Technology Demo

Networking Messages Demo

Lorem ipsum dolor sit amet, consectetur adipisicing elit, sed do eiusmod tempor incididunt ut labore et dolore magna aliqua. Ut enim ad minim veniam, quis nostrud exercitation ullamco laboris nisi ut aliquip ex ea commodo consequat. Duis aute irure dolor in reprehenderit in voluptate velit esse cillum dolore eu fugiat nulla pariatur. Excepteur sint occaecat cupidatat non proident, sunt in culpa qui officia deserunt mollit anim id est laborum.

Spot for images


This demo will give the basics of networking in Luster, showing you how to send messages.

Server or Client

In order to create a networked Luster application, you need to load the multiplayer plugin. To do this, open up the XML file and under Plugin Dependencies, select Add > com.darkwindmedia.multiplayer.

For our demonstration we need to be able to run the application twice, the first time setting the application to be a "server", and the second time to be a "client." To do this, we need to be able to listen for a key press for S or C to determine what type the application will be.

In order to make sure that the type can only be decided once, we have a boolean called typeDecided that will become false once the type is decided. We'll also have an event listener for a key press.

-- Boolean for if client/server has already been decided
self.typeDecided = true
-- Set up event listeners for determining client/server
self:addEventListener(luster.display.DisplayObject.KEY_DOWN, Function(self, self.onKeyDown))

Next, we need to handle the key press when it occurs, and so we'll define the onKeyDown function. It'll look like this:

function Root:onKeyDown(key)
   if self.typeDecided then
      if key == luster.KeyCodes.S then
         self.type = "server"
      elseif key == luster.KeyCodes.C then
         self.type = "client"
      self.typeDecided = false

Here, if a key hasn't already been pressed, then the createServer or createClient methods will be called. These two methods are detailed in the next section.


First we will cover the creation of a server. Both server and client are instances of com.darkwindmedia.multiplayer.Peer. Peer takes several arguments as parameters - maxConnections, sleepTime, sockets, and options. For this demo, we are only really worried about the first three arguments. MaxConnections is the maximum number of connections that the Peer can have - for a server, it is many, and for a client, it's always one. The sleepTime argument refers to how long, in milliseconds, the Peer will wait before checking for messages. We'll use 50 as our sleepTime because it's the default.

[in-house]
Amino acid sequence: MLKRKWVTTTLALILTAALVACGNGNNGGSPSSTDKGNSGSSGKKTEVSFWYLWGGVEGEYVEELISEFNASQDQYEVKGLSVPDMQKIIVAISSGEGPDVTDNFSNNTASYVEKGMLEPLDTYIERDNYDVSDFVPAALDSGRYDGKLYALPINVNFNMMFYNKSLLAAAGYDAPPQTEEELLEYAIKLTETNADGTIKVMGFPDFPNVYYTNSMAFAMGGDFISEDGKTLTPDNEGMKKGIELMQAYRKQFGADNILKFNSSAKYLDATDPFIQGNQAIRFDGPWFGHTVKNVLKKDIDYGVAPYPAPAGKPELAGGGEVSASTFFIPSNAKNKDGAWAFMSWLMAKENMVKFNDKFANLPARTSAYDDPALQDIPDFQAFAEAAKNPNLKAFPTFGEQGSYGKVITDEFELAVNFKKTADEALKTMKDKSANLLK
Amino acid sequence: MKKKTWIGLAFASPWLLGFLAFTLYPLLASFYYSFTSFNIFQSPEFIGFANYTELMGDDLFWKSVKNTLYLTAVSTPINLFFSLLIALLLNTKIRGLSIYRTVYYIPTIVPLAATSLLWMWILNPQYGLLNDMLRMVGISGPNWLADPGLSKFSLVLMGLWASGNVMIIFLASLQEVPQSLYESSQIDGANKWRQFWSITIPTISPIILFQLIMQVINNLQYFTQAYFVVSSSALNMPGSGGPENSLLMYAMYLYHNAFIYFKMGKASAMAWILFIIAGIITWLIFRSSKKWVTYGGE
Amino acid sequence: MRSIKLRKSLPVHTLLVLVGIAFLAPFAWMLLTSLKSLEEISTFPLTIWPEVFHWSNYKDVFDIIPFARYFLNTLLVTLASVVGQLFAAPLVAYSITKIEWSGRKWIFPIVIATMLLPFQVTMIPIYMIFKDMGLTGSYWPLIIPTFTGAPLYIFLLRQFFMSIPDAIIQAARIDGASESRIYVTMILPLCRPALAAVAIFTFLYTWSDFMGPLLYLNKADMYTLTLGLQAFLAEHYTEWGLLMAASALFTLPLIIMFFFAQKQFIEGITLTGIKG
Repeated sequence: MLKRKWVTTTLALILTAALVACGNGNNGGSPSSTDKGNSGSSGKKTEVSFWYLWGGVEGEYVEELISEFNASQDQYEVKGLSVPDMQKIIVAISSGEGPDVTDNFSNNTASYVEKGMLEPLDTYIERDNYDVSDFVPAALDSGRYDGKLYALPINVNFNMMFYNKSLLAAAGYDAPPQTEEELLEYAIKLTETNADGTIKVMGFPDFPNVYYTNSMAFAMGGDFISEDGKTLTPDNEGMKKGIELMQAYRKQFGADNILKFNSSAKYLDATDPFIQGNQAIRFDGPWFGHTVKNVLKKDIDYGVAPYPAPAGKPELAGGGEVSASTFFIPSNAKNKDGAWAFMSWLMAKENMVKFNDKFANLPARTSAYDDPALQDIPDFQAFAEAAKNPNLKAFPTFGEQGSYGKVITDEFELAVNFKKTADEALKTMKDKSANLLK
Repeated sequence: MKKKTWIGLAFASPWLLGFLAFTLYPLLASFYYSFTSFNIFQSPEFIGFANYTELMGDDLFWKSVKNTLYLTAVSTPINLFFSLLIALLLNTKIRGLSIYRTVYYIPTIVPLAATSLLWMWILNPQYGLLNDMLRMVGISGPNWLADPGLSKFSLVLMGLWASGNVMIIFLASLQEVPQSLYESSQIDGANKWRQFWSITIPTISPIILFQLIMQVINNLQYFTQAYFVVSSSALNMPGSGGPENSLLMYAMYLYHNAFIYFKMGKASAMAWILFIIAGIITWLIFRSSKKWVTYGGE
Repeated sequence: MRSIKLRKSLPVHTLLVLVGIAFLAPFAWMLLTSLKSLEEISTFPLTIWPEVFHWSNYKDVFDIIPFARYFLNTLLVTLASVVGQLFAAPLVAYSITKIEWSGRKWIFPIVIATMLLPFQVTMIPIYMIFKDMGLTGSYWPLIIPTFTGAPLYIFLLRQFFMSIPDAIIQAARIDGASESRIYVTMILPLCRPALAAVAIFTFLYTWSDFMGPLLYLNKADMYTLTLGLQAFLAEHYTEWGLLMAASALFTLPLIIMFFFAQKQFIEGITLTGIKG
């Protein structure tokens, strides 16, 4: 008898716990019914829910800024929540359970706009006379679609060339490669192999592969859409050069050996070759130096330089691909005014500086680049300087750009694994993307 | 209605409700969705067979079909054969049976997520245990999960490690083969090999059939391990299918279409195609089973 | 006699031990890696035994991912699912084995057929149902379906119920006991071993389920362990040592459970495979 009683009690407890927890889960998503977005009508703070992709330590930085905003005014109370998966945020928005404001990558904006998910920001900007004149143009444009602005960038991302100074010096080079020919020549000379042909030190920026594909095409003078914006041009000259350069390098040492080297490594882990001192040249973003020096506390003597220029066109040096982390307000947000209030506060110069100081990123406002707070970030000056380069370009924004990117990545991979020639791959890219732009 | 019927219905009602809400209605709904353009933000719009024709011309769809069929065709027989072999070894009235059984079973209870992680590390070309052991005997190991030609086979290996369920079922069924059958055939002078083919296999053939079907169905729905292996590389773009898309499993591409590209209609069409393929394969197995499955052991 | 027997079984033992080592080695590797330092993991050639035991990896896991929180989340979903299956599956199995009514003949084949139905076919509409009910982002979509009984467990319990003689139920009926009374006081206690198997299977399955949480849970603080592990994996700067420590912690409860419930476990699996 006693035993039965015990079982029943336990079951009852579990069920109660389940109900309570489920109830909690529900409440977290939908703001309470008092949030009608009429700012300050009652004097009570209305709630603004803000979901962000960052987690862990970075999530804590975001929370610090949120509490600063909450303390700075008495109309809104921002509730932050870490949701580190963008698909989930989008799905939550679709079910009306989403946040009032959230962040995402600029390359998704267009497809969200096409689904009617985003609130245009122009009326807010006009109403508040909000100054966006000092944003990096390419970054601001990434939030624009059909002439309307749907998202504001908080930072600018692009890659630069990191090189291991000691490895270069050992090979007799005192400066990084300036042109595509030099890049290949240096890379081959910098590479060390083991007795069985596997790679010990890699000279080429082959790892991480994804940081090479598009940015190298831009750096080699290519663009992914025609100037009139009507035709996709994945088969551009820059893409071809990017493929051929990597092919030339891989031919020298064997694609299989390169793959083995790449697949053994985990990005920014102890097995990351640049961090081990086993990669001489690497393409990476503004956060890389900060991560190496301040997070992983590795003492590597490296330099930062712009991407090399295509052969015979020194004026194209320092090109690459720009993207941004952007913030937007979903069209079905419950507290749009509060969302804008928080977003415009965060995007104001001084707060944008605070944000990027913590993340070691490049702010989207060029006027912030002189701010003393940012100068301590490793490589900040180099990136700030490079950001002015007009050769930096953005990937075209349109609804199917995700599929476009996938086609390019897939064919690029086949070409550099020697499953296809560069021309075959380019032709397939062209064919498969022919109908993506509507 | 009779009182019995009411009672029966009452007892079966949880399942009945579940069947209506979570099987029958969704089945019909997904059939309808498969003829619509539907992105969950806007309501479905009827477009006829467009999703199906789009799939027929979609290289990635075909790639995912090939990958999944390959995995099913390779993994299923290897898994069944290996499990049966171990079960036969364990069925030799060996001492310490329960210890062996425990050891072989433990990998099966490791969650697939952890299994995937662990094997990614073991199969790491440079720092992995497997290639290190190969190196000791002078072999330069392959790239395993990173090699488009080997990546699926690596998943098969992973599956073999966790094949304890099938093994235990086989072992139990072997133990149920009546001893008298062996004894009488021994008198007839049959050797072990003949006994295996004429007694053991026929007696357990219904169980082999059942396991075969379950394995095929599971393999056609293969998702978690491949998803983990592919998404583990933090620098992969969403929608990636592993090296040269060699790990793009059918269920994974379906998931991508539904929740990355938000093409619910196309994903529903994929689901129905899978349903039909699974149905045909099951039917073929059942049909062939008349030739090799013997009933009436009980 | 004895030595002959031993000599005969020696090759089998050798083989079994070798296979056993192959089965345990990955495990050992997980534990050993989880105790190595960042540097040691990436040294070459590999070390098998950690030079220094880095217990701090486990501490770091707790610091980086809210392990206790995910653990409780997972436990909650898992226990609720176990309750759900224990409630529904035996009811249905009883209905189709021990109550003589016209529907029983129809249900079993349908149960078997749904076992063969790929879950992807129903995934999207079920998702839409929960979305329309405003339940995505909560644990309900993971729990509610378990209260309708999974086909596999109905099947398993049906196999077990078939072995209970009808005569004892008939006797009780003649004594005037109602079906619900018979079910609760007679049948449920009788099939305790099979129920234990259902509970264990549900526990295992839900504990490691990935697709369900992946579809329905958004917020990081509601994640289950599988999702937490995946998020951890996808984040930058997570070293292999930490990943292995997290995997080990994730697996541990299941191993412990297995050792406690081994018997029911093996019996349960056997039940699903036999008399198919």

function Root:createServer()
   self.server = com.darkwindmedia.multiplayer.Peer(1,50,{{port = 5000}})
   self.server.maxIncomingConnections = 1
   self.server:addEventListener(com.darkwindmedia.multiplayer.Peer.RECEIVED, Function(self, self.serverReceived))

Here, we create the server and then activate it. We tell it that the maximum number of incoming connections it can have at once is 1, and then add an event listener to listen for when messages are received.

Next we will work on creating the client. This is very similar to creating a new server, with a few exceptions. For the Peer, the only arguments needed are the maxConnections (which is always 1, because a client can only connect to the server) and the sleepTime of 50.

The client next gets activated the same as the server was, and has an eventlistener for receiving information. The client then connects to the port defined earlier in the server. "Localhost" is used because the interactions are going to be on the same computer for this demo.

function Root:createClient()
   self.client = com.darkwindmedia.multiplayer.Peer(1,50)
   self.client:addEventListener(com.darkwindmedia.multiplayer.Peer.RECEIVED, Function(self, self.clientReceived))
   self.client:connect("localhost", 5000))

Received Information Handling

Now we can set up the two receive functions for the server and the client. We'll set up the server receive first.

When the two initially connect, a message is sent to both. The one sent to the server, of type 17, essentially says that the client has connected to the server. So, if the client has connected, then a buffer will be created to send a message back. For each buffer written to send a message, a byte must be written first - this first byte is the "type" for the new message. The lower numbers are reserved, so it's best to use 100 and above as the type for your buffer.

After that, information can be written to the buffer in any order you please. Here, we simply write a string ("From Server: Test string.") and then send. The parameters for the send function are the buffer we just wrote, four nils (these are for priority, reliability, channel, and address, but we won't need those for now) and then true for the "broadcast" boolean. This means it will send to all of the clients that are connected to it.

The next if statement is for when the client sends a message to the server, as it will be given the type 101.

function Root:serverReceived(type, index, sender, buffer)
   if type == 17 then
     local buffer = luster.util.ByteArray()
     buffer:writeString("From Server: Test string.")
   if type == 101 then

The client received function is very similar to the above server function. It will read the buffer if the type is 100, which is the type that the server will be using, as defined earlier. It will read the string and then reply in much the same manner as the previous send for the server.

function Root:clientReceived(type, index, sender, buffer)
   if type == 100 then
      local sendBuffer = luster.util.ByteArray()
      sendBuffer:writeString("From Client: Received the information.")

This covers the basics of sending a message between applications. If you run the program, the trace statements will show that messages are being sent.